These days I generally perform live at various events ranging from festivals to anime conventions abroad!

As for voice acting, that ended up being a bit more difficult. No matter how good my Japanese gets, it’s nearly impossible to hide every trace of it being my second language. Japanese has somewhat difficult-to-detect, subtle inflections that can change regionally. I learned the bulk of my Japanese in the deep countryside, and if it’s a word I’ve not come across, I won’t know the inflection for it, so I’m only able to hide about 90%.
That’s just not good enough for professional voice over unless the character specifically calls for it, but luckily, there’s been a rise of English and bilingual content being recorded in Japan.

3 years ago, I was able to record my first character voice over in the English dub for the Azure Striker Gunvolt OVA through an industry contact that thought my voice would fit the role. From there, I started getting a bit more work in voice-over – mostly for games or educational content in English, and that’s, in turn, led to bilingual roles when the sound directors or casting staff realized I spoke Japanese fluently. These days, a lot of shows and games are being simultaneously released, so there’s also a bit of demand for people that can do both to avoid the headache of a double cast and extra studio fees.
People have been very patient with me, and I’m very lucky to have managed to land a few Japanese roles as well, largely based on either my singing, tv work, or on bilingual voice over work.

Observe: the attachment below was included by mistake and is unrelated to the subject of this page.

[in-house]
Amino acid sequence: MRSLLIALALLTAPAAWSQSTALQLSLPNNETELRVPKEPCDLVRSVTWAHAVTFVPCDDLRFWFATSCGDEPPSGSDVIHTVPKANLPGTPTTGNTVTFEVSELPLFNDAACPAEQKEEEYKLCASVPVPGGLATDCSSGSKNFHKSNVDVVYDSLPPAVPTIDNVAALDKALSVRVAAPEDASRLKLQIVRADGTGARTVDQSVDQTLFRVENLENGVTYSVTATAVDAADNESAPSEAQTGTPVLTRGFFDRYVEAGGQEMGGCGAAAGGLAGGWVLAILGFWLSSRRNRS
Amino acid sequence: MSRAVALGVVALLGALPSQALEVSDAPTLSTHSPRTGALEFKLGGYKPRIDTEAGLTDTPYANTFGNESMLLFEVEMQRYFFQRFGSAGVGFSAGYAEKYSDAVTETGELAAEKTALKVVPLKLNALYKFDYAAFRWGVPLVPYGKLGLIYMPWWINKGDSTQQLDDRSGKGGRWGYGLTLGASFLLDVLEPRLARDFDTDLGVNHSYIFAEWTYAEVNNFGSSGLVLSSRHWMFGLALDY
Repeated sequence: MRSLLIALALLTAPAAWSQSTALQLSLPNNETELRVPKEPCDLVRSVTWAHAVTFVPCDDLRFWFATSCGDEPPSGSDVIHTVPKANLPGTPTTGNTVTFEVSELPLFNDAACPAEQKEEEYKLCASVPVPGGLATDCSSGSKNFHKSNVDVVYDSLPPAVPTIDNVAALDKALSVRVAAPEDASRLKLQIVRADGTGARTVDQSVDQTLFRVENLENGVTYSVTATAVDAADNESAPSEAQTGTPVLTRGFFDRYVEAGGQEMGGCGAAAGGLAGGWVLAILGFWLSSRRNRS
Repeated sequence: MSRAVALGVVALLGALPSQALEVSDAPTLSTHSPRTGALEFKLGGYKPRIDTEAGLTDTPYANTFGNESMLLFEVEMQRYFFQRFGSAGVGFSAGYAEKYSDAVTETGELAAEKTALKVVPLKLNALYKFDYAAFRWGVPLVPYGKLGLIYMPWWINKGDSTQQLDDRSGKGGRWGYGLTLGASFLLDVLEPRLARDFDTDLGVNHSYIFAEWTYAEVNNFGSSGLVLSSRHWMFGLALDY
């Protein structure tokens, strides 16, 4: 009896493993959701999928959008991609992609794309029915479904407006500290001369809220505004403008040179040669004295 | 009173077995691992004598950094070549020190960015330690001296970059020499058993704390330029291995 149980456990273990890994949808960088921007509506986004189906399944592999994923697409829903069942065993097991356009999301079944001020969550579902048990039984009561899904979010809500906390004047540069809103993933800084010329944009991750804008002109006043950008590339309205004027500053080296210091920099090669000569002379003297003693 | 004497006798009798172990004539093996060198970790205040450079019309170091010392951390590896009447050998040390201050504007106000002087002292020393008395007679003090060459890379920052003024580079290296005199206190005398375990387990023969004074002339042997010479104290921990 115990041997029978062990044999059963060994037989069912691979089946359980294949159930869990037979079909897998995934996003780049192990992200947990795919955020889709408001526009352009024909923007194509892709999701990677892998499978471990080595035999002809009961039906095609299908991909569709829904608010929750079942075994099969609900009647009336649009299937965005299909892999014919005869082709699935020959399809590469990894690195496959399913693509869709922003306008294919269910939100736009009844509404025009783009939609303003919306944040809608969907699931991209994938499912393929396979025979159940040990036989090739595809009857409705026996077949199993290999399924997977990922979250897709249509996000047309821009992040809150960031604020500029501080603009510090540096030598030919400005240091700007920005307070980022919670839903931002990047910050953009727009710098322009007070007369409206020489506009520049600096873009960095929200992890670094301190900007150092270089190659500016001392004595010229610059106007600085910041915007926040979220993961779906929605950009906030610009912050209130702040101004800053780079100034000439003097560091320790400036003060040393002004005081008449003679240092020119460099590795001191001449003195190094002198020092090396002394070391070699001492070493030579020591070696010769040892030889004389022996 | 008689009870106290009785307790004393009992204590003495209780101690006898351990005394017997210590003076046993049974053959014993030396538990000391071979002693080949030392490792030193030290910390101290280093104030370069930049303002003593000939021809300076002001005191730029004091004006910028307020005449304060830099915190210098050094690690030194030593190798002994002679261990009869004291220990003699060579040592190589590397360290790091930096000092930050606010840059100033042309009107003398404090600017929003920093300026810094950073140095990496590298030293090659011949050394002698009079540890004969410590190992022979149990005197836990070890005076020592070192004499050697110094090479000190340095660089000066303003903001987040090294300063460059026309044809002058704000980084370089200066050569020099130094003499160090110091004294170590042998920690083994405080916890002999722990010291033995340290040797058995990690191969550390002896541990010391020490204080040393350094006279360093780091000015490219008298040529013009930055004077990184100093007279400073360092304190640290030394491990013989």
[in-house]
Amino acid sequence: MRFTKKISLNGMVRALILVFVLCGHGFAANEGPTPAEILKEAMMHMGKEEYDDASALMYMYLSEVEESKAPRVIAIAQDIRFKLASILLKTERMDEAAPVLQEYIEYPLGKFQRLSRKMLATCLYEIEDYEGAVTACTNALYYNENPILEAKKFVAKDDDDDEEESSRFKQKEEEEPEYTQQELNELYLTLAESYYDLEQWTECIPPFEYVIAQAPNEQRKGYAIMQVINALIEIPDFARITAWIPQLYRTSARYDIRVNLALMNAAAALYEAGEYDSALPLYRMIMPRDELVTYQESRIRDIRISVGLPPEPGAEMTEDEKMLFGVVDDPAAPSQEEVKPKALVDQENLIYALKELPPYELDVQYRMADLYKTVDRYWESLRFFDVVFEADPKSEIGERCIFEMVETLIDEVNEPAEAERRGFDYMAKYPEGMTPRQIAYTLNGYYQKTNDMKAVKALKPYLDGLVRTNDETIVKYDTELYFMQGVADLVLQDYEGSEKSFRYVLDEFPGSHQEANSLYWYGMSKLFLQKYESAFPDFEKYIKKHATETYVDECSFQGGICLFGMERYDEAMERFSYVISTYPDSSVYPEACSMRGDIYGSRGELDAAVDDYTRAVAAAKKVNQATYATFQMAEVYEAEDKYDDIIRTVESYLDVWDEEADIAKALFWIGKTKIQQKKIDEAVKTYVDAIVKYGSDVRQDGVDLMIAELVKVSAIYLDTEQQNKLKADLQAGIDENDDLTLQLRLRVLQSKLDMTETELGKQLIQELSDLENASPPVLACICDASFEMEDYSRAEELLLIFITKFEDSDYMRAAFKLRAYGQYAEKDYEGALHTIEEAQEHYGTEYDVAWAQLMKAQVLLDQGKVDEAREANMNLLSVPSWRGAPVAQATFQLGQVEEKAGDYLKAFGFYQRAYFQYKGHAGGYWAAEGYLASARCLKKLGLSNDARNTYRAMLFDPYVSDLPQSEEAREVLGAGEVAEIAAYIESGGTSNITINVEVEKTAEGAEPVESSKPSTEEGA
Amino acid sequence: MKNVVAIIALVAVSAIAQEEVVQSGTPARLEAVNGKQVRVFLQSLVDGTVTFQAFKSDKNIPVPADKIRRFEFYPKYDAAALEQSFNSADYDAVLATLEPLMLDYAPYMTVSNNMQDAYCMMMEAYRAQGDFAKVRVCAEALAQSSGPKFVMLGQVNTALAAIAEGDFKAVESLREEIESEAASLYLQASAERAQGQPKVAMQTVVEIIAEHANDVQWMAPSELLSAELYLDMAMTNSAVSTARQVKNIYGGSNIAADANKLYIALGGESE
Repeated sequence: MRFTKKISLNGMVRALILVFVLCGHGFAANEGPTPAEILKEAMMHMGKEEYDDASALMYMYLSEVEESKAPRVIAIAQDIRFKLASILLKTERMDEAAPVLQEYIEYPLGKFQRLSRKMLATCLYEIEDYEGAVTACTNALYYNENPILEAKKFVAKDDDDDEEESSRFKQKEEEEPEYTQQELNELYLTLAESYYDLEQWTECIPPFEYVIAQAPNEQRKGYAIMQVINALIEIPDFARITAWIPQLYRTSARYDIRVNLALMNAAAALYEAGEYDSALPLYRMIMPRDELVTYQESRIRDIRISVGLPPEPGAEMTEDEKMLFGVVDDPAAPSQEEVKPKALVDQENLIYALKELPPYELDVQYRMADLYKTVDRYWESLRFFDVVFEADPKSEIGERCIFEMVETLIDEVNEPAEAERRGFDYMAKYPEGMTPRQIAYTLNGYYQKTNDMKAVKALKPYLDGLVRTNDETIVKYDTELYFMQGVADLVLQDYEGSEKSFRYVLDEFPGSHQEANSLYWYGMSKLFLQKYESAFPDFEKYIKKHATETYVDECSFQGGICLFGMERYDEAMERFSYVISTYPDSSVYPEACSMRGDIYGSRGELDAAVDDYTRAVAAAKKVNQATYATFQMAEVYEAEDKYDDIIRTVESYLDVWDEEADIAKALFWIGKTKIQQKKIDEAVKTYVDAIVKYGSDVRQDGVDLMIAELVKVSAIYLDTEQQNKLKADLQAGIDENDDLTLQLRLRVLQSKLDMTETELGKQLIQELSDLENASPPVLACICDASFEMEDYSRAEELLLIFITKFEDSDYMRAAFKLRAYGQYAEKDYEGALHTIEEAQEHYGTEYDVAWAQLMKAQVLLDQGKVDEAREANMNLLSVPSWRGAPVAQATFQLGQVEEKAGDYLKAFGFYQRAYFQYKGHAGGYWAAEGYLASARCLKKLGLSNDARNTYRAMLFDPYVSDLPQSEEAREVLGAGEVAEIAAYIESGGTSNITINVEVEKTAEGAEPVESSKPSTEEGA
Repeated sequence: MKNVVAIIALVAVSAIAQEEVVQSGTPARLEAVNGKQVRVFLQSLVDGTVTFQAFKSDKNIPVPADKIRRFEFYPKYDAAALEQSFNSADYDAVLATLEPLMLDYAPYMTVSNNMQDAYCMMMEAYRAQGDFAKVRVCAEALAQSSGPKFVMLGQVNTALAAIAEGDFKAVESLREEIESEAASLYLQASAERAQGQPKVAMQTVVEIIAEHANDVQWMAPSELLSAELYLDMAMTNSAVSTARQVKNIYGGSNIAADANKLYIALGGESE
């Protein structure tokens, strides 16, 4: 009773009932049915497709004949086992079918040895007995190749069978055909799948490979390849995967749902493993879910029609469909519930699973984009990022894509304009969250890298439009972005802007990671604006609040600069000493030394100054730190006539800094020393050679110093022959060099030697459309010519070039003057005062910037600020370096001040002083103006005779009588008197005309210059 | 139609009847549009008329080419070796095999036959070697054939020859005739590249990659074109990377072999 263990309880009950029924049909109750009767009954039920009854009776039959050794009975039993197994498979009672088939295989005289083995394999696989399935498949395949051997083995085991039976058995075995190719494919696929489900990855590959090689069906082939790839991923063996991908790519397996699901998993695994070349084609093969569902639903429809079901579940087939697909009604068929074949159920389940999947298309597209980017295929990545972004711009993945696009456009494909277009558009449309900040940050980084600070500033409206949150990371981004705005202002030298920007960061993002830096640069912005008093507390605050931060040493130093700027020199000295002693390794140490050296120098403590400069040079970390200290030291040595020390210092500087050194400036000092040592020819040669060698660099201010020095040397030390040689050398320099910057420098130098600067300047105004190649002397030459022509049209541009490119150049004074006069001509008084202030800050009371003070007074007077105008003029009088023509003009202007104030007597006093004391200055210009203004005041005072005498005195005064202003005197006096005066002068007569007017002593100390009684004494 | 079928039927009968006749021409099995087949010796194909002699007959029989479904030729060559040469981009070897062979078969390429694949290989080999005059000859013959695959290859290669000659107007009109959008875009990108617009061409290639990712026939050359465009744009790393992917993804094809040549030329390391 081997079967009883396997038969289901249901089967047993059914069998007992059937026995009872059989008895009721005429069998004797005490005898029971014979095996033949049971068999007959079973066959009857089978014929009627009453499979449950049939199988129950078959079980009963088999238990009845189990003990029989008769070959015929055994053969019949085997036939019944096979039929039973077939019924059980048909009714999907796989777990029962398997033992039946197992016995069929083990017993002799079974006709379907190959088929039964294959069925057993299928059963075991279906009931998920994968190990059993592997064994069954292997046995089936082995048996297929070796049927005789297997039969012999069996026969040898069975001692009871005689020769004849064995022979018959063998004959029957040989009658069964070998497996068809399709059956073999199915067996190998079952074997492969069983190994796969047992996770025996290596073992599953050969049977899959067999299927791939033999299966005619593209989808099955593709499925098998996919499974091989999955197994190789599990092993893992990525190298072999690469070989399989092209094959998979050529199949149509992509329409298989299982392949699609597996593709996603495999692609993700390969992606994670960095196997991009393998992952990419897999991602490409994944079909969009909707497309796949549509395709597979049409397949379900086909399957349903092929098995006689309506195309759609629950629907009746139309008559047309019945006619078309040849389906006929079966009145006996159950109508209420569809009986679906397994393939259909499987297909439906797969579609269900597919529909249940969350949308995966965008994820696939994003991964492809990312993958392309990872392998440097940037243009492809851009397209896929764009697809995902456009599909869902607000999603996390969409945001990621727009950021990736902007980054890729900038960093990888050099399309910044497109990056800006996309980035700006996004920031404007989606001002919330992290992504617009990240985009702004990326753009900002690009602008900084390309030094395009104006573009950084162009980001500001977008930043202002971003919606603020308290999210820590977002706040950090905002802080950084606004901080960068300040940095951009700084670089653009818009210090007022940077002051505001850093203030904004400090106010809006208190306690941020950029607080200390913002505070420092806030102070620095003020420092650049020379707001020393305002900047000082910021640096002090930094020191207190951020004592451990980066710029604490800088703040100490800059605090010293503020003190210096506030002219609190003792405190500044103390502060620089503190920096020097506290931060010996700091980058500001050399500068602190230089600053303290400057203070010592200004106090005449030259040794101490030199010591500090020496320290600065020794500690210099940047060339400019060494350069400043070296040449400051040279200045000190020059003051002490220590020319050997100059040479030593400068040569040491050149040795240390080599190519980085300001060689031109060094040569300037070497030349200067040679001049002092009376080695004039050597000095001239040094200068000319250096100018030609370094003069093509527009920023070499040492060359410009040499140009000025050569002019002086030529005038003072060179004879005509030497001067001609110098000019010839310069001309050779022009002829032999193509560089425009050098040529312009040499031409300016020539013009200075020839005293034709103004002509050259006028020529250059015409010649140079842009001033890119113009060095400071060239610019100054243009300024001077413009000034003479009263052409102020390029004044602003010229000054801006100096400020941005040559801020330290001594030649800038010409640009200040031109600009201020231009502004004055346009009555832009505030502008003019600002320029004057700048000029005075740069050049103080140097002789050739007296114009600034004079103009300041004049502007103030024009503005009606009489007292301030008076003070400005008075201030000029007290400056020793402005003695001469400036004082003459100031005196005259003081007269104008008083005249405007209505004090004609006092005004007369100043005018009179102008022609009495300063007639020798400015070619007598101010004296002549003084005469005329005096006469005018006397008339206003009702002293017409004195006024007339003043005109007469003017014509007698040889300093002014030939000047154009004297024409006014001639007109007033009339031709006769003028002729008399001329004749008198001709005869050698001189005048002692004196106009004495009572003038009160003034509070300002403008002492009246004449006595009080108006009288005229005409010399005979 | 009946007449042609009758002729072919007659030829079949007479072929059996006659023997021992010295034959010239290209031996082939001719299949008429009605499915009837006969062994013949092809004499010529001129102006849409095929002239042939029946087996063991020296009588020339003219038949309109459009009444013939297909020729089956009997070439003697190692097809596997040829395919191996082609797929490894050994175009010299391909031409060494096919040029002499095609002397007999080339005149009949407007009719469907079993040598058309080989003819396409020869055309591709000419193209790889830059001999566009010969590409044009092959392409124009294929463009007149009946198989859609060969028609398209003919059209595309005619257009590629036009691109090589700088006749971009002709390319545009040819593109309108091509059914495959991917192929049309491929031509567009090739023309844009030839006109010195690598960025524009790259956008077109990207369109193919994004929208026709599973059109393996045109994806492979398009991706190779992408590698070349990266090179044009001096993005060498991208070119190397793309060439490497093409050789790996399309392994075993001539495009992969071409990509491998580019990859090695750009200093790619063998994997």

I still have a lot to work on and lack experience, but voice acting is something I’ve wanted to do more so I’m super grateful for the recent opportunities
.
I hope in the future to originate the voice of a major character in an anime. I think it would be kind of cool for a show to have an exchange student or other foreign character as a main cast member speaking in Japanese that’s actually voiced by an expat.  Especially one of those cute idol shows with the singing.

 

So far, which titles have you been involved in?

As a singer, I’ve done themes for anime like Naruto Shippuden: “Spinning World”,
Tantei Team KAZ: Jiken Note: “Nankai Mystery”, Neko Neko Nihonshi (Meow Meow Japanese History): Thank You for the Music and “Hello Again”, and a few other random things like the English version of Puffy’s Shimajirou theme “WAO!”

I also sang themes for games like Dragon Marked for Death, Caffeine: Victoria’s Legacy, and Nippon Marathon; as well as upcoming titles Little Goody Two Shoes and Uedi: Shadow of the Citadel, among others.

As a voice actress for anime in English, I’ve worked on the Azure Striker Gunvolt OVA and various titles in the Shimajirou movie and TV franchises. I’ve also done work in Japanese for Neko Neko Nihonshi, and as an animated character in the live-action movie Prison13 among others, yet to be announced titles. As for games, I’ve done voices for Bomberman, Caffeine: Victoria’s Legacy, Switch Tennis, Shikhondo/Soul Eater, Magna to Fushigi no Shoujo, and Infinos EXA.